Alondra Vega: Week 3

Terminology

1. dynamical system:A space together with a transformation of that space, such as the solar system transforming over time according to the equations of celestial mechanics.[1]
2. law of mass action:The law that states the following principle: the rate of a chemical reaction is directly proportional to the molecular concentrations of the reacting substances.A law stating that the intensity of a reaction is dependent on the degree of presence of the reactants responsible for the reaction.[2].
3. homeostasis: The ability of the body or a cell to seek and maintain a condition of equilibrium or stability within its internal environment when dealing with external changes. [3]
4. equilibrium:The condition in which all acting influences are balanced or canceled by equal opposing forces, resulting in a stable system. (no net change in terms of substrate and products)[4]The rate of the forward reaction = the rate of the backwards reaction.
5. oscillation:Fluctuation; variation; change back and forth.[5]
6. autocatalysis(autoactivation):a reaction in which one or more of the products formed acts to catalyze the reaction; beginning slowly, the rate of such a reaction rapidly increases.[6]

Applying the Law of Mass Action

Instructions:* Construct differential equations that model the following reactions. Be sure to define your state variables and rate constants.

1. A + BC
2. A + BC
3. A + B ↔ 2C
4. 2A + 3BC+D

Please note that the symbolis used to denote arrows (reactions) in both directions.

• For the first reaction, we know that it only has one direction. This means that both A and B are changing C, but not the other way around. Thus, we would only have one differential equation describing how C is changing.
• d[C]/dt = k1[A][B]
• For this second reaction, we know that it goes both directions. This means that both A and B are changing C. Also, by using the constant k-1, C will also have an effect on A and B. Thus we have three differential equations that describe how these elements are changing over time.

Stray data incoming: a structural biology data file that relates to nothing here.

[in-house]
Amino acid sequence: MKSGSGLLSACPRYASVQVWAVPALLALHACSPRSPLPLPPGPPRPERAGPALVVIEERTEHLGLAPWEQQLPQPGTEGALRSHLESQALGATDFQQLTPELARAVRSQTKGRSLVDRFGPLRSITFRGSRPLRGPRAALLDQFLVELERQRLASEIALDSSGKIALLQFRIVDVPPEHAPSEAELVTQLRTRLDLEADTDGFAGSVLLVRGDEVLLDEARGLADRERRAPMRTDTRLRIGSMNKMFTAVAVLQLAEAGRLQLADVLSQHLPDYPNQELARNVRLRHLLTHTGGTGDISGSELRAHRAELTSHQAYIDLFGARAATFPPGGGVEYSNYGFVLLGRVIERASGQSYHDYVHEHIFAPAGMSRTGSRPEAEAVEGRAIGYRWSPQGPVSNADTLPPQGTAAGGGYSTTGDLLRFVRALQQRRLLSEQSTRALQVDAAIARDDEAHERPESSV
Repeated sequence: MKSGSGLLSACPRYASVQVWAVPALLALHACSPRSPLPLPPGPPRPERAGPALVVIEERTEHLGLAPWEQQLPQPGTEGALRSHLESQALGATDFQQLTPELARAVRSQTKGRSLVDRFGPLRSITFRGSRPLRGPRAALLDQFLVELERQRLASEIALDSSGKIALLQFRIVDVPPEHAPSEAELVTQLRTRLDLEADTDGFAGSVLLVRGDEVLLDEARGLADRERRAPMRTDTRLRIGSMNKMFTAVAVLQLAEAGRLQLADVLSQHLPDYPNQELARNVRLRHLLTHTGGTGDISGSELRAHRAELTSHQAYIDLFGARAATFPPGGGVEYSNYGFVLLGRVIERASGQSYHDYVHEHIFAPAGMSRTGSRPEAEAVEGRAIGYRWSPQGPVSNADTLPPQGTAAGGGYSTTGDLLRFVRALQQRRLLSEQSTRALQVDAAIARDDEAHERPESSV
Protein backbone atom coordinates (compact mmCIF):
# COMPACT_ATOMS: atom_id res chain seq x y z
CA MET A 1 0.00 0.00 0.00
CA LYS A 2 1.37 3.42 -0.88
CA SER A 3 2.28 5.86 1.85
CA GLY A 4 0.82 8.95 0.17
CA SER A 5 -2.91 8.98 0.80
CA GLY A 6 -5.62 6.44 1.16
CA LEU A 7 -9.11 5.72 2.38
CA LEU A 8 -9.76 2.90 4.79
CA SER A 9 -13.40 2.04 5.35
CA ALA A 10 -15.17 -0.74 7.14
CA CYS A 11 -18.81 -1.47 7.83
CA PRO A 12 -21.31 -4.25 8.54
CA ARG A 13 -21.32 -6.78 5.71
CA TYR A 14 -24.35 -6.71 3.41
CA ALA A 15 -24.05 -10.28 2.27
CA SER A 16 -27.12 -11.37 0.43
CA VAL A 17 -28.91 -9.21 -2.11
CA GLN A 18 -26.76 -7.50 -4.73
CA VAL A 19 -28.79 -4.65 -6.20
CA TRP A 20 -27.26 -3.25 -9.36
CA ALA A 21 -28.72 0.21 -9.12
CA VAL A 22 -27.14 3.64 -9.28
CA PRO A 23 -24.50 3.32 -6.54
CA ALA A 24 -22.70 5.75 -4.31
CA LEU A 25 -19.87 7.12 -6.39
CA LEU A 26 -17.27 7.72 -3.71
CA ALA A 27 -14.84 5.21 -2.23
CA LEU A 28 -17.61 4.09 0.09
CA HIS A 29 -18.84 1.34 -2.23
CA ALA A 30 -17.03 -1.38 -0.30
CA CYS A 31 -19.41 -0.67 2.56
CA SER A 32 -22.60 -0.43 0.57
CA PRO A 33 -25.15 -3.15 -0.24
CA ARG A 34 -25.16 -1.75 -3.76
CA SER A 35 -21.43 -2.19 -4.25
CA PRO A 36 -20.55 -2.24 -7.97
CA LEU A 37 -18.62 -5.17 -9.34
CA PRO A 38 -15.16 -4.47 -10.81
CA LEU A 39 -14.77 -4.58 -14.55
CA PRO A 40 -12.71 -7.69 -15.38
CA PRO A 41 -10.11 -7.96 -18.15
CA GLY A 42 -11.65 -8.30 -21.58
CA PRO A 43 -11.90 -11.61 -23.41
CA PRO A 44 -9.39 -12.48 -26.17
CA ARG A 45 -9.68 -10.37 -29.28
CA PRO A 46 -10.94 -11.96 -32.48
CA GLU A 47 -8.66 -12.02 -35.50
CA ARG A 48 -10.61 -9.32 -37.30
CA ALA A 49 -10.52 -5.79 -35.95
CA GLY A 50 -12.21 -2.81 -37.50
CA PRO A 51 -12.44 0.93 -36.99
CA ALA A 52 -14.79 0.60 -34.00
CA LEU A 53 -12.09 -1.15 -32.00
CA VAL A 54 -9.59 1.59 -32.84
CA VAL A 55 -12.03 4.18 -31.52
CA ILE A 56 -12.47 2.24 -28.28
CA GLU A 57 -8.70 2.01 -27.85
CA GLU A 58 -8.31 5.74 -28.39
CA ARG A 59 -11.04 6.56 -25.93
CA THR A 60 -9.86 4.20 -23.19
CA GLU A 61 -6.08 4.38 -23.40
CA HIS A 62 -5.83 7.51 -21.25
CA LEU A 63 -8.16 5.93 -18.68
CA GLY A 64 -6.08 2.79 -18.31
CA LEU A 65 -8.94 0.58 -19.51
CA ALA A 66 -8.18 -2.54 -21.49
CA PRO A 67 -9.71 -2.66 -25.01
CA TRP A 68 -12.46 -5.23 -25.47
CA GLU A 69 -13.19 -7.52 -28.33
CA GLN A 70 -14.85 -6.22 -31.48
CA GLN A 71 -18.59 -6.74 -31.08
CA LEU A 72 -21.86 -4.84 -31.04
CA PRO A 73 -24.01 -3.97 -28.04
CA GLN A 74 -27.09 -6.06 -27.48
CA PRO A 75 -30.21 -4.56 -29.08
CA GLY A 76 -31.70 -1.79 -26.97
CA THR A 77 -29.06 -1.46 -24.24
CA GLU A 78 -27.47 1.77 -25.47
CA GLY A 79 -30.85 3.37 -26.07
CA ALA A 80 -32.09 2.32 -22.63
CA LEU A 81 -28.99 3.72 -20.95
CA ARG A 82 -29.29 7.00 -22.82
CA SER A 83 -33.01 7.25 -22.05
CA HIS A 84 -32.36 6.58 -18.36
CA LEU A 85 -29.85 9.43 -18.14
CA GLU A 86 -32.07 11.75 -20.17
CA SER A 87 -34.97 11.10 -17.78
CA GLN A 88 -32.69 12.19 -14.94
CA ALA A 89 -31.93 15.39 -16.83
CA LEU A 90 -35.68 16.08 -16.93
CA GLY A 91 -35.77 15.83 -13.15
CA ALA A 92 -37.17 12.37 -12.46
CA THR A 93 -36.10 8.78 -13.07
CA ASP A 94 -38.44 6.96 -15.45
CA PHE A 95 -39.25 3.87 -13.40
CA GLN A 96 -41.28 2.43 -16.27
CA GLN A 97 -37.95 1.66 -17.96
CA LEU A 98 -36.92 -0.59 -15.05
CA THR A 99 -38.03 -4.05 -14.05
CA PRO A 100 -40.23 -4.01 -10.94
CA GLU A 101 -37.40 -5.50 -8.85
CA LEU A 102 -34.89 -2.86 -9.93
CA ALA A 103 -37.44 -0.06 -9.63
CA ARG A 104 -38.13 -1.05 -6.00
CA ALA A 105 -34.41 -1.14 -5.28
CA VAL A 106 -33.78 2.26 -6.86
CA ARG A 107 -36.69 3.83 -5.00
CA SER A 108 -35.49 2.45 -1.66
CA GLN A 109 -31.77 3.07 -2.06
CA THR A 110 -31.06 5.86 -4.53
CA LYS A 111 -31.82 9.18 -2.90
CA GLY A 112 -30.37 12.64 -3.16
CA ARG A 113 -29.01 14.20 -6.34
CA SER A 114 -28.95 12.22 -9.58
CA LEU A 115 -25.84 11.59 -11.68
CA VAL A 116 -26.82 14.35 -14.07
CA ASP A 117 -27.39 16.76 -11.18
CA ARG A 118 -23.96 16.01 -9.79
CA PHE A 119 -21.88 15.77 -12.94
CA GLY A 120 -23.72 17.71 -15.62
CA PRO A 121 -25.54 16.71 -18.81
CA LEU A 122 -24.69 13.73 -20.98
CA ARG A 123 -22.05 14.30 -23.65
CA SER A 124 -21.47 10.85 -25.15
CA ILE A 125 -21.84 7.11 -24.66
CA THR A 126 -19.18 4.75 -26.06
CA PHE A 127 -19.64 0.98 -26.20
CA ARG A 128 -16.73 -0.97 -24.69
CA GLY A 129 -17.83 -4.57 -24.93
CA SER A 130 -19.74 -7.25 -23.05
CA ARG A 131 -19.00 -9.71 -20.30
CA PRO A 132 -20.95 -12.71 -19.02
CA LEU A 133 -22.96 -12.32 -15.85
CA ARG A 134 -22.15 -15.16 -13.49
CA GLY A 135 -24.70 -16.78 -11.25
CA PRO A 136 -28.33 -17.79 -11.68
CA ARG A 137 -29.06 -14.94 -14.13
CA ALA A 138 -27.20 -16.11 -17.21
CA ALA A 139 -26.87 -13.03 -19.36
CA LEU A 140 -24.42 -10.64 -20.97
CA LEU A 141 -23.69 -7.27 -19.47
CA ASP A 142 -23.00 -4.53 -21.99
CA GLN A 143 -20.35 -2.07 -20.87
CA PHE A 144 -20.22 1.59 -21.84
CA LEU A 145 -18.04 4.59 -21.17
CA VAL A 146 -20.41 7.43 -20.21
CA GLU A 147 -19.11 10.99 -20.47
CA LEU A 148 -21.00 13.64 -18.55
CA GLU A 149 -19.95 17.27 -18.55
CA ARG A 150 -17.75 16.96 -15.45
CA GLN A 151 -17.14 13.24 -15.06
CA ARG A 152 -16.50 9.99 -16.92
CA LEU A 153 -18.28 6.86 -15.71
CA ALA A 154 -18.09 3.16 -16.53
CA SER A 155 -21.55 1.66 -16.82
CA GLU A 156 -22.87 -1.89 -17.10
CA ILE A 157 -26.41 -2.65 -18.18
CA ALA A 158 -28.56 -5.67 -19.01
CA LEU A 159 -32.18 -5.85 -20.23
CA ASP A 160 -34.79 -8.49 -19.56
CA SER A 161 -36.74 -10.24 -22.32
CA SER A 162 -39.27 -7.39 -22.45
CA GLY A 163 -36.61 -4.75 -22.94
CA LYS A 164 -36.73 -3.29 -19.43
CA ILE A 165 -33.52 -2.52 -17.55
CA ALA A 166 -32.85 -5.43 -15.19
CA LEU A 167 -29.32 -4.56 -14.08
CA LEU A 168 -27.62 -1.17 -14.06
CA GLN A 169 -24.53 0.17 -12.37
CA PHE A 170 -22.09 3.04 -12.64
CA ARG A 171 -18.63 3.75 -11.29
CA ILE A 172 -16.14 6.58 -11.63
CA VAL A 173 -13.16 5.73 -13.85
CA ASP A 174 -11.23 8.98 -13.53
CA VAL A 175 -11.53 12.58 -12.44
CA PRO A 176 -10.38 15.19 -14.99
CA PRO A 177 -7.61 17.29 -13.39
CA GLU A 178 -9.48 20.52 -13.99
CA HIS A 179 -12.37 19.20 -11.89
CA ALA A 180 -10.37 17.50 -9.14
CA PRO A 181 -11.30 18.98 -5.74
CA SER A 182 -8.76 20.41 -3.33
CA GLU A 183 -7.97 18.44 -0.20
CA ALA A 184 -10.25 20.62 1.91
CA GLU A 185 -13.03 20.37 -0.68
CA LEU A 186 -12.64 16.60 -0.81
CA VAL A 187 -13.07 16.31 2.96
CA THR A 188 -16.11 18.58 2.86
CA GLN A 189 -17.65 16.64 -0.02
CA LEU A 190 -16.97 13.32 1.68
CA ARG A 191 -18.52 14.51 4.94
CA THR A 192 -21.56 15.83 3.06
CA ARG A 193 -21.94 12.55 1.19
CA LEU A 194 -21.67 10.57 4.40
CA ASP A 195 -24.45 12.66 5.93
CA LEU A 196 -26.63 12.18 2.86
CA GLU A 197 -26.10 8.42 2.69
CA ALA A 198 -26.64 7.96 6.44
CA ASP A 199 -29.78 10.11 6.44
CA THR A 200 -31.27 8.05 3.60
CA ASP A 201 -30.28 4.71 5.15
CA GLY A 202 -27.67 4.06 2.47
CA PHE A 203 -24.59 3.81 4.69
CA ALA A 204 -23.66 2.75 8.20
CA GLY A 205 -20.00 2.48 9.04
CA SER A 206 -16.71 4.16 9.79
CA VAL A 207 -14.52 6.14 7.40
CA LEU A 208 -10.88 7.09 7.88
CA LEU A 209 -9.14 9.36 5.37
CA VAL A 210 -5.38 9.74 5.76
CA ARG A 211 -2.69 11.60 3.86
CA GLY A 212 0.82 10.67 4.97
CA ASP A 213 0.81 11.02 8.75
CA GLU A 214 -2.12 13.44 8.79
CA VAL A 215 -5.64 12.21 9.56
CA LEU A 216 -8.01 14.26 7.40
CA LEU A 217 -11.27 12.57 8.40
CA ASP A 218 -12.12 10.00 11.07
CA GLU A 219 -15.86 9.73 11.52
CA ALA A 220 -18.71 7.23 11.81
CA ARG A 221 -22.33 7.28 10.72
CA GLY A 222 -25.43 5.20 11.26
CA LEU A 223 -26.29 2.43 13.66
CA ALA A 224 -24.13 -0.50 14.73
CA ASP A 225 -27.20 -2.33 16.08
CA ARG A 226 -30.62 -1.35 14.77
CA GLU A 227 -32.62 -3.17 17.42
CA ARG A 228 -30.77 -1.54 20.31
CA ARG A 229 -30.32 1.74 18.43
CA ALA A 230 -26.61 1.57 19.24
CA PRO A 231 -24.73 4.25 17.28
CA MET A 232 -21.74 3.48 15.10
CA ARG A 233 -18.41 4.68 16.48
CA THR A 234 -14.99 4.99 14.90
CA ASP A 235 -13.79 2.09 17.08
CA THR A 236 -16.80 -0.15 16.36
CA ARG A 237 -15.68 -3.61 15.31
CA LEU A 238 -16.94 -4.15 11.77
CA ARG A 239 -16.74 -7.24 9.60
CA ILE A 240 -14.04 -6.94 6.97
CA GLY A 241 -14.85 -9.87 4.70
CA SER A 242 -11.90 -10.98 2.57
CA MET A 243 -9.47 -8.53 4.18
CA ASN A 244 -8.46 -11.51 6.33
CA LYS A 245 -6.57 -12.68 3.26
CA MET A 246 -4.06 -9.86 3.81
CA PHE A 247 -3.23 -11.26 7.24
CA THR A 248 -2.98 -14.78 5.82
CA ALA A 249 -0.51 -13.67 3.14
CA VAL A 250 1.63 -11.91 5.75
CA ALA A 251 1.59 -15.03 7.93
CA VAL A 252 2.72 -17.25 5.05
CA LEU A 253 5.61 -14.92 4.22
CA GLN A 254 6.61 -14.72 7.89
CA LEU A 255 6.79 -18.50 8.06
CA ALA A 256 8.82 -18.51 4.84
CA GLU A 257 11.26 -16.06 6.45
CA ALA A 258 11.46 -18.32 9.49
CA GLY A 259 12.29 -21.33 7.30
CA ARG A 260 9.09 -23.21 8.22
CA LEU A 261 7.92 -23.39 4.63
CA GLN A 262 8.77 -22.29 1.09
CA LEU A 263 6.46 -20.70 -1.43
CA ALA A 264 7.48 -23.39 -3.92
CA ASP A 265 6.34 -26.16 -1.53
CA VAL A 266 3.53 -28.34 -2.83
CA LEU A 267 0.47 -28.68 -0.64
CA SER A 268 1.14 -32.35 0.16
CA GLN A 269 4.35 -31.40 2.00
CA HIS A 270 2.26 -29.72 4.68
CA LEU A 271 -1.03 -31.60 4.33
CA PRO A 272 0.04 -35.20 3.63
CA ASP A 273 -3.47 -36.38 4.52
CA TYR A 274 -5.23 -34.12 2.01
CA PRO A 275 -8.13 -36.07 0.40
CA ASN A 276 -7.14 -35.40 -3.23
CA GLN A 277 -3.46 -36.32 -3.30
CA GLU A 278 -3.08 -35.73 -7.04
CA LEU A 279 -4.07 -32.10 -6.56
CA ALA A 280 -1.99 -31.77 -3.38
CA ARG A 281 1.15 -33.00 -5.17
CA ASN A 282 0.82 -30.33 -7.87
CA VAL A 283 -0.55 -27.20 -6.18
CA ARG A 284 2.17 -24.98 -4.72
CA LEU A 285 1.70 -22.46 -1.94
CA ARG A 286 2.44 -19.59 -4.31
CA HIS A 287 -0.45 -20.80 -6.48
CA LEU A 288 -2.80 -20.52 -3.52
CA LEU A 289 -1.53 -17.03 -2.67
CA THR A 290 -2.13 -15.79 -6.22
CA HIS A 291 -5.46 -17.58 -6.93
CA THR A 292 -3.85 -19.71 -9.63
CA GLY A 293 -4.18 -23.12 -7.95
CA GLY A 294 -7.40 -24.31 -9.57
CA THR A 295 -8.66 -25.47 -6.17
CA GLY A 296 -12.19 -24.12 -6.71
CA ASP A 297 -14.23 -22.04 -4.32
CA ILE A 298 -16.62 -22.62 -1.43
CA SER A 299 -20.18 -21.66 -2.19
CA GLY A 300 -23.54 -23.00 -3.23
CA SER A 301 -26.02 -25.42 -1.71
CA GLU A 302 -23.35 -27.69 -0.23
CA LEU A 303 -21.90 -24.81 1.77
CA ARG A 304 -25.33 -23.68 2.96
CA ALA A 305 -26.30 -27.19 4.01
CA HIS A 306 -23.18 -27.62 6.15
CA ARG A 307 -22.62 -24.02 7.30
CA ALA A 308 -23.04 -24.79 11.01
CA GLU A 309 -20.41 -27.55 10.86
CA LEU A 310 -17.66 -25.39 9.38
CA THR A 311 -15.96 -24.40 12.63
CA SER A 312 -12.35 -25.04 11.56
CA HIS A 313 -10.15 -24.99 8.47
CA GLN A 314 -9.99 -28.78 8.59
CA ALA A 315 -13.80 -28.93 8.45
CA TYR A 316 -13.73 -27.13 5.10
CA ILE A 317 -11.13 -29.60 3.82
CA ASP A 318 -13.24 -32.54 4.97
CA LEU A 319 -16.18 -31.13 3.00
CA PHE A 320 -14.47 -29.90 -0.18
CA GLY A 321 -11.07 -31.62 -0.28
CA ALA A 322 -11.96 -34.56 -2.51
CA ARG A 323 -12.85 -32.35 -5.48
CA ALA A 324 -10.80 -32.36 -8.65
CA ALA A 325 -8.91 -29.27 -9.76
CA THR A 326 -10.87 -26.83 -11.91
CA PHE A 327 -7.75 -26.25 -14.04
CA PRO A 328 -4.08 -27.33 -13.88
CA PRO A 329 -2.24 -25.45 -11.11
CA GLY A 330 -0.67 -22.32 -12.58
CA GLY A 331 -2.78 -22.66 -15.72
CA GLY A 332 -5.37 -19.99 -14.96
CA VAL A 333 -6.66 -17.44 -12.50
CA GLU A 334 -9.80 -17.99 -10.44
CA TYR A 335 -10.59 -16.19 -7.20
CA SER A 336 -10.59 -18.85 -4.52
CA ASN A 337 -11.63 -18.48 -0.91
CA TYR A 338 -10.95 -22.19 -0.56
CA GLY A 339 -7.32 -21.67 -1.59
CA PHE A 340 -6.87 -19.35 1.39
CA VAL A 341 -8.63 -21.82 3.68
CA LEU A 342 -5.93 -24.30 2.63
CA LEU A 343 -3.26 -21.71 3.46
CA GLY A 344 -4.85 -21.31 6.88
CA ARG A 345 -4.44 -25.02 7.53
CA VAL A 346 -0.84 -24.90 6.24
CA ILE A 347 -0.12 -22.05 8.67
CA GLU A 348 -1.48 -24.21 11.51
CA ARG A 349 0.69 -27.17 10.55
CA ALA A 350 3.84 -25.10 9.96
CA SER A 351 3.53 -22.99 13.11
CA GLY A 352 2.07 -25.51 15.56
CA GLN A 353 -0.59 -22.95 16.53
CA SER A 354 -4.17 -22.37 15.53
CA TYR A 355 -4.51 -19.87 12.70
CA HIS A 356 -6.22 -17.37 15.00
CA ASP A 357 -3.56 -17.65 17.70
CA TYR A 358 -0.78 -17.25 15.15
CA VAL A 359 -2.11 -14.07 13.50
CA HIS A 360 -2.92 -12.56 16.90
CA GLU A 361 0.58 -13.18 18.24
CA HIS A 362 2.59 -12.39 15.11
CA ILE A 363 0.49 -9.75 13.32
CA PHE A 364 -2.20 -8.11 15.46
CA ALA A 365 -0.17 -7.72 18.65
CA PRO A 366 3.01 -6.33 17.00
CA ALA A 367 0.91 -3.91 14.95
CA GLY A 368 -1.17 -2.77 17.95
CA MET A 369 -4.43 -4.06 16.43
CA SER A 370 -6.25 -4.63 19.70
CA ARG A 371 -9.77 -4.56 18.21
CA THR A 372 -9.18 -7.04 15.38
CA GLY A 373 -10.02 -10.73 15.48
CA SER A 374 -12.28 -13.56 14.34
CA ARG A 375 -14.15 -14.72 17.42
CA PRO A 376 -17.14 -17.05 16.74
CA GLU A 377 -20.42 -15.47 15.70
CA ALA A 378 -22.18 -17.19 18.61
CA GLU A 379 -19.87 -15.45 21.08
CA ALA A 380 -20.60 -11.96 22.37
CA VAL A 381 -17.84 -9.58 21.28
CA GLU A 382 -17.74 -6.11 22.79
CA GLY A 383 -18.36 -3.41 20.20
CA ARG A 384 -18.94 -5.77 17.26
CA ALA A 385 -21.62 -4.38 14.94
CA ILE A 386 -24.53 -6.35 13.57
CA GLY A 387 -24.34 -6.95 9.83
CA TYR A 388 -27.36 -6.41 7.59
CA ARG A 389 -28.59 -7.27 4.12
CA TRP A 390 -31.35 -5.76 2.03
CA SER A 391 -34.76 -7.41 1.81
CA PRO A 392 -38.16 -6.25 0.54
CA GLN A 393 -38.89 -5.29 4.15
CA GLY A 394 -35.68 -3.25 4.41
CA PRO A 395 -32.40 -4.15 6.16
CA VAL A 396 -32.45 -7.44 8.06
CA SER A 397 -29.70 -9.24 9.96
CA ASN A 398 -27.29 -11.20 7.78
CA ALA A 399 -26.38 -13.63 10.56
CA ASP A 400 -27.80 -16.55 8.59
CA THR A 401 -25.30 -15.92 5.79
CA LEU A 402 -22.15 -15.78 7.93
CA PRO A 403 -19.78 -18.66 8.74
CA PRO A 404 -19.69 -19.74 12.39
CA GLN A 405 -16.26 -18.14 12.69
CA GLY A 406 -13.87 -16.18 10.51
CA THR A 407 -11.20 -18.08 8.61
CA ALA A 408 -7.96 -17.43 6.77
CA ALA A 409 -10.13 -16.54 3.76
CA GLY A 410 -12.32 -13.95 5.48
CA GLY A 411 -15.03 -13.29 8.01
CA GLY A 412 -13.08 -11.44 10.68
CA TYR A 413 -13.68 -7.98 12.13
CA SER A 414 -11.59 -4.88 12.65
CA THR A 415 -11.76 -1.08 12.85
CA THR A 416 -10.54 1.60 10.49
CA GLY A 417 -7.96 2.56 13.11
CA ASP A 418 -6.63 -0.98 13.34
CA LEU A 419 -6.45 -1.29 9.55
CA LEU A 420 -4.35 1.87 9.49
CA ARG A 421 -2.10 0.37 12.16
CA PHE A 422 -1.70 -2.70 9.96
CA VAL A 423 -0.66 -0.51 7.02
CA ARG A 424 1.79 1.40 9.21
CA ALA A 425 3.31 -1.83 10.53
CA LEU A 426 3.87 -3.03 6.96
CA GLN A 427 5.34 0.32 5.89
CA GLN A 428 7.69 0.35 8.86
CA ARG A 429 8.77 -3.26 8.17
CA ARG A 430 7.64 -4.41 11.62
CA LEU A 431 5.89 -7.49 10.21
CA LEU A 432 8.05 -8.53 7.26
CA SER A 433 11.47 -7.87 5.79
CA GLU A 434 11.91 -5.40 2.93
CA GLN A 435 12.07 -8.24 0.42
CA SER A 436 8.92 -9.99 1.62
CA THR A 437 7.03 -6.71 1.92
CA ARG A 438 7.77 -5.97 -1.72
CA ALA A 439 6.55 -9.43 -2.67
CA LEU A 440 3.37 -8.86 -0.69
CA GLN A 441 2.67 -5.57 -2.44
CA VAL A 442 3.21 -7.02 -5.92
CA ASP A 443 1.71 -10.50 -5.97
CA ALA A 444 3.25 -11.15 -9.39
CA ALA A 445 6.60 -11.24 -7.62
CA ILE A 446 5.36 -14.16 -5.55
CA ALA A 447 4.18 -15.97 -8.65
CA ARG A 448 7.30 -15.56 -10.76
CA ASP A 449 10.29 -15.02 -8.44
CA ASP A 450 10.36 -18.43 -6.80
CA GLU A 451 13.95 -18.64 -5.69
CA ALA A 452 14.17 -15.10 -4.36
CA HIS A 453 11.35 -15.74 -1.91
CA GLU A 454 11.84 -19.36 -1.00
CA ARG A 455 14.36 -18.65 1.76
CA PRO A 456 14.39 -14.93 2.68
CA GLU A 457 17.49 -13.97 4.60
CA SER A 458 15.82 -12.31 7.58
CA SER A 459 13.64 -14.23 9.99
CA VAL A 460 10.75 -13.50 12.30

• d[C]/dt = k[A][B], which describes how C is changing in respect to the concentration of A and B.
• d[A]/dt = -k1[A][B]+k-1[C], which shows how much of A is lost when producing C and how much is gained in the reverse reaction.
• d[B]/dt = -k1[A][B]+ k-1[C], which shows how much of B is lost when producing C and how much is gained in the reverse reaction.
• For the third reaction, we know that it goes in both directions. When looking for the differential equation for the rate of change of C, we must divide the entire reaction by 2, since we are looking for the rate of C. When working with the differential equation for A and B, the 2 in front of the C will act as an exponent on he concentration.
• d[C]/dt = k[A]1/2[B]1/2, which shows how C is produced.
• d[A]/dt = -k1+k-1[C]2, which shows how A is lost and produced.
• d[B]/dt = -k1+k-1[C]2, which shows how much B is lost and produced.
• This last reaction has similar properties as the previous reaction.
• d[C]/dt = k-1[A]2[B]3-k1[C][D], which shows how C is changing in both reactions.
• d[D]/dt = k-1[A]2[B]3-k1[C][D], which shows how D is changing in both directions.
• d[A]/dt = k1[C]1/2[D]1/2-k-1[B]3/2[A], which shows how A is changing in both directions. Notice that to find this rate, the entire reaction was divided by two.
• d[B]/dt = k1[C]1/3[D]1/3-k-1[A]2/3[B], which shows how B is changing in both directions. Notice that to find this differential equation, the entire reaction was divided by 3.